Analysis - Wednesday, September 1, 2010 0:07 - 2 Comments

“My enemy, my friend”


At first the screen is blank. Then there is a voice, starting to tell a story, there is mellow music in the background. The stories are clips of life stories of war survivors. The war is the Nagorno Karabakh war. Survivors are Armenians and Azerbaijanis now living in Karabakh and across other currently under occupation surrounding regions. The stories are funny at times but bitter and sad at most. Funny, because people find humor healing. Bitter as its upsetting to hear what people remember and what they have been through. Sad, because when we all need to look into the future, most of us are stuck in the past- a dark, unforgiving and bloody past.

These stories are part of a series of documentaries produced by Conciliation Resources, an international non- governmental organization registered in the UK. The initiative was launched in 2006 and called “Dialogue Through Film”( The idea was to “build some bridges across the conflict divide [and] give young people in Azerbaijan and Nagorno Karabakh a chance to talk directly to each other by helping them make short films about their lives”.

Documentaries are all available online here ( and here (

These stories offer a glimpse of every day life of people left behind during and after the war. The survival and life after the war of both communities is portrayed through memories- whatever bits and pieces that are left of the past.

In a documentary “Tough Nut” ( an Armenian woman tells the story of her husband who was taken by Azerbaijani soldiers, tortured and later returned home with the help of another Azerbaijani man whose own relative was taken hostage by the “enemy”. It hits one pretty hard, as the woman describes in detail what her husband went through but she manages to stay positive saying that neither communities wanted war. That all of it was orchestrated and innocent people had to pay a very high price.

Another documentary called “Shusha under Canvas” ( tells a story of an Azeri man who owned a tea house in Shusha. Despite everything he saw and was through, he also remained positive, saying “I haven’t lost hope and I am 100% sure that we all be back to our lands. And we will live together because we have always lived together”.

There was a story that particularly stood out. Perhaps it was the name- “My enemy, my friend” ( or maybe people who were in it. There was simply something different, something really strong about it. This documentary tells the story of prisoner exchange taking place between 1992 and 1994 with prisoners themselves going back to those days and remembering the fear and stir of emotions they individually had to take in. How a father and son were separated in prison, how a solider was wounded during combat and was treated at a hospital and the pain he was caused, how mother was afraid of not being able to recognize her own daughter during an exchange…

Unfortunately, the documentaries didn’t receive much attention online, nor when they were screened both in Armenia and Azerbaijan. Perhaps considered crucial in showing both sides how the war felt in both communities, the documentaries are yet to reach thousands of people directly or indirectly affected by war. And it is also heart wrenching to see that a time when both countries need to learn more about each other through such documentaries, their state media and television are focused on fostering deeper scars and building stronger stereotypes of the other.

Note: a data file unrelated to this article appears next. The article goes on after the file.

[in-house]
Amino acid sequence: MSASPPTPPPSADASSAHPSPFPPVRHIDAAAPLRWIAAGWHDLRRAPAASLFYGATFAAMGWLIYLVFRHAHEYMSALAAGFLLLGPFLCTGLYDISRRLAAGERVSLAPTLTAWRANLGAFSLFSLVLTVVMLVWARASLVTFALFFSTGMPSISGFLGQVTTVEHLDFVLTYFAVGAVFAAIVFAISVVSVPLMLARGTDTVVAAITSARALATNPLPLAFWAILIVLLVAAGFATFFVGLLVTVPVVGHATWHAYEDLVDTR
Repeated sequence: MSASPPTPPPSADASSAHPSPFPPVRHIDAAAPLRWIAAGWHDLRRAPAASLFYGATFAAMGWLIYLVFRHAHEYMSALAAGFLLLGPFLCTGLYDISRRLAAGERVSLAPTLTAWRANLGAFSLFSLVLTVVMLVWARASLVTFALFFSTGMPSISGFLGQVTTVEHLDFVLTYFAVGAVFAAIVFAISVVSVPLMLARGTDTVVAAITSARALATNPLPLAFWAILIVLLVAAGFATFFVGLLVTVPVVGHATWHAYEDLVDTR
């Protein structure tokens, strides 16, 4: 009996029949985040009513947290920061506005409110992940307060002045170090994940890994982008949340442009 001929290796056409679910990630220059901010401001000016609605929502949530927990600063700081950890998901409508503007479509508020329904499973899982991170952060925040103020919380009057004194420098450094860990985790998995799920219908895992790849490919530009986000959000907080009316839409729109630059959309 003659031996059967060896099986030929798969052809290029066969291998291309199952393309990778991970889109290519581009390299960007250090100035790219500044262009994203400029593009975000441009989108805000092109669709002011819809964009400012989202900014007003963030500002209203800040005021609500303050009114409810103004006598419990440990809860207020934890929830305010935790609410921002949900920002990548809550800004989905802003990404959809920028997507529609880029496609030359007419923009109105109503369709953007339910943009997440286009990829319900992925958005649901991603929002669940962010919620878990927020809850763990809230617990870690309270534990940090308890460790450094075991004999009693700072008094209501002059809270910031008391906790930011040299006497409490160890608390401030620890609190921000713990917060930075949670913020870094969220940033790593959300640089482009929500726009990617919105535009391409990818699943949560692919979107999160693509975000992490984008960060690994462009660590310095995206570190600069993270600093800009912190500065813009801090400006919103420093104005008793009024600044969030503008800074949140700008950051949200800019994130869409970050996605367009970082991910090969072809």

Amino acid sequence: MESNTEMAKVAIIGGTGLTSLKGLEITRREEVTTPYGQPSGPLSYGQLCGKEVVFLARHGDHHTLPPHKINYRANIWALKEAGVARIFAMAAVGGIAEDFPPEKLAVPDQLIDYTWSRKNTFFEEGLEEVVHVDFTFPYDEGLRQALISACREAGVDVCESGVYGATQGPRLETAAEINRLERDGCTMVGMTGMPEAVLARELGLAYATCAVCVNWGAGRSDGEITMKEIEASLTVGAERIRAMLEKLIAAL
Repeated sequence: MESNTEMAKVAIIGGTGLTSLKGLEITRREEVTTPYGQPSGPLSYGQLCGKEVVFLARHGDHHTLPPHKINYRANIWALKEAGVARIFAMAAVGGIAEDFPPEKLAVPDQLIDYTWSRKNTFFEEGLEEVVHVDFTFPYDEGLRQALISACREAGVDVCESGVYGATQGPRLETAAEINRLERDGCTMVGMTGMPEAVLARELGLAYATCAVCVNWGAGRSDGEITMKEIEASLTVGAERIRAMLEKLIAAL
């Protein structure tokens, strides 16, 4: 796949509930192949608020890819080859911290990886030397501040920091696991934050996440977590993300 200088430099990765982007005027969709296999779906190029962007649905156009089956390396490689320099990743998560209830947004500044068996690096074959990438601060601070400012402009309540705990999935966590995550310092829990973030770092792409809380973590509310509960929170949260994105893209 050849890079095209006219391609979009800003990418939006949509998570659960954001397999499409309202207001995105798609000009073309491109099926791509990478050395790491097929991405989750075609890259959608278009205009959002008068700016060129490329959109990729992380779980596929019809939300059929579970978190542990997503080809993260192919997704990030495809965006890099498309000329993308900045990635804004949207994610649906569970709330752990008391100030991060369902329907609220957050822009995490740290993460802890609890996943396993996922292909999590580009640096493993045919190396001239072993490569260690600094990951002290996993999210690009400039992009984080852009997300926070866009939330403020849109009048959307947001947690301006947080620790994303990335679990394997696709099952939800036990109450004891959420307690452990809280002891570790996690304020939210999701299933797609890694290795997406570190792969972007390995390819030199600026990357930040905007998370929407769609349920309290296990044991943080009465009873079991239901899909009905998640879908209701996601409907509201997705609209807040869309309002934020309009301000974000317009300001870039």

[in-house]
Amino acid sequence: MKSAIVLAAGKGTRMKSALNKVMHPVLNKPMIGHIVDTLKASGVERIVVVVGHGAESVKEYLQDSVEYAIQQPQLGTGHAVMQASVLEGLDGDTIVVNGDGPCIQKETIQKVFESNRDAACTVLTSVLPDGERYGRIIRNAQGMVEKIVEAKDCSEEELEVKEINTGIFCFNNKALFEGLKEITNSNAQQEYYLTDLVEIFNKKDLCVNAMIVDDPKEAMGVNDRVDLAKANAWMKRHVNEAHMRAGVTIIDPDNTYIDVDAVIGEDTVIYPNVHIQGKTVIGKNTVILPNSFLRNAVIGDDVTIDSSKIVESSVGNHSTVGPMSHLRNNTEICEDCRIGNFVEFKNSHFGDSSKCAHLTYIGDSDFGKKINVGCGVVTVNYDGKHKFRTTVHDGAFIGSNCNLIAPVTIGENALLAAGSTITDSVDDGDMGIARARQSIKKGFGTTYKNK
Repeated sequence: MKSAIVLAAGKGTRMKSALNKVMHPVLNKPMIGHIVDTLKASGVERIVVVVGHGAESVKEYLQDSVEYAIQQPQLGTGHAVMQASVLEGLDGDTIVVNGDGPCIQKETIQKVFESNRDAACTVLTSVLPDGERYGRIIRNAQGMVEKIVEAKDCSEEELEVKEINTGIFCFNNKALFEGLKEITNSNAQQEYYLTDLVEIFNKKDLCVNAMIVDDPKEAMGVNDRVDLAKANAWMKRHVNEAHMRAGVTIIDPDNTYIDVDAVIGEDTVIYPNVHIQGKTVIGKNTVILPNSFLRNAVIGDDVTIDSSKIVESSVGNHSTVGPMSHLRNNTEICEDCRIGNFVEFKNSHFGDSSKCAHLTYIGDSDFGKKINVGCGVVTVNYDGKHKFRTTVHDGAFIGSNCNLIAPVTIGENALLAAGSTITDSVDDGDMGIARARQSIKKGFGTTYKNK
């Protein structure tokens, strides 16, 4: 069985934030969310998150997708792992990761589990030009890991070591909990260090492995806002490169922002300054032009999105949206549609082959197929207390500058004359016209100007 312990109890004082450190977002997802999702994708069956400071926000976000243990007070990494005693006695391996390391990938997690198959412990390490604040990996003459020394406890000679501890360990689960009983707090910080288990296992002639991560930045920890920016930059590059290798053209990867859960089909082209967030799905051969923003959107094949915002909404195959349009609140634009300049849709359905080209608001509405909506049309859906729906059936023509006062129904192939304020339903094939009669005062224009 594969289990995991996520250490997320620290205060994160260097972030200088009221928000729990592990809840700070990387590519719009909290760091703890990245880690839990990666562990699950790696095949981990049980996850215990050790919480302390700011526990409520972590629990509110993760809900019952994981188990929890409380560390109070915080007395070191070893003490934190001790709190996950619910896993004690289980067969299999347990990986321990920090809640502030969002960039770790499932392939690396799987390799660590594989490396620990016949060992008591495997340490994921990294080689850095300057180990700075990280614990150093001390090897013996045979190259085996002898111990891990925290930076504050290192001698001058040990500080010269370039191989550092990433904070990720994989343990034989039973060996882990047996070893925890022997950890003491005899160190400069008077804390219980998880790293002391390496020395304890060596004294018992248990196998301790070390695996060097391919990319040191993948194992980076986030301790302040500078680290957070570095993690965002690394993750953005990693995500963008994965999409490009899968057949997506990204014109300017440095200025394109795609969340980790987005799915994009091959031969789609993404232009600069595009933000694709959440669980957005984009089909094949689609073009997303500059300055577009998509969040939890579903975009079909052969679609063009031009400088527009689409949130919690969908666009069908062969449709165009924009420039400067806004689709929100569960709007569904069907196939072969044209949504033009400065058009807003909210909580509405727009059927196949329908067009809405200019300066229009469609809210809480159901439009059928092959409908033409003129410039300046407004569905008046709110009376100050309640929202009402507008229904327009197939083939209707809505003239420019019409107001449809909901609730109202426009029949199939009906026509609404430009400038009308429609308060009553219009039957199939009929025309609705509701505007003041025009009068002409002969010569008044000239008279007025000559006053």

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Onnik Krikorian
Sep 10, 2010 8:24

You know, it’s been kind of disappointing for me to see that even with this post as well as my own for Global Voices Online, interest in these videos remain low. Actually, ridiculously low.

True, the videos embeddable (I had to request that be permitted for GV), but it’s more than that, I think.

i) It appears as though Facebook and peer-to-peer recommendation is the best way to disseminate media online. As an example, the Eurasia Foundation’s Last Passenger is receiving several hundred views a day:

(well worth watching, btw, but not available in English. It’s Armenian and Azerbaijani with Russian subtitles)

ii) I think people prefer to focus on personal opinions of the “man (or woman) on the street.” We’re not yet ready for direct engagement with the Karabakh conflict itself.

On the other hand, it could be simply a matter of needing to strategize outreach. On YouTube, for example, one video, Citizenship: Refugee, from the series has had just 375. On Vimeo it is just 7 (seven).

Yet, when someone else took the first part of the video and uploaded it separately onto their own YouTube channel, it managed 27,942. True, the continuation — linked to — only received 624.

Nevertheless, it is a huge difference.

But, all that said, it’s such a pity as some of these films really should be getting more exposure. So even when online, what is preventing that?

Type of content? Personal recommendation? It’s something worth analyzing to work out a new/social media strategy for the dissemination of information.

Onnik Krikorian
Sep 10, 2010 8:25


True, the videos ARE NOT embeddable […]

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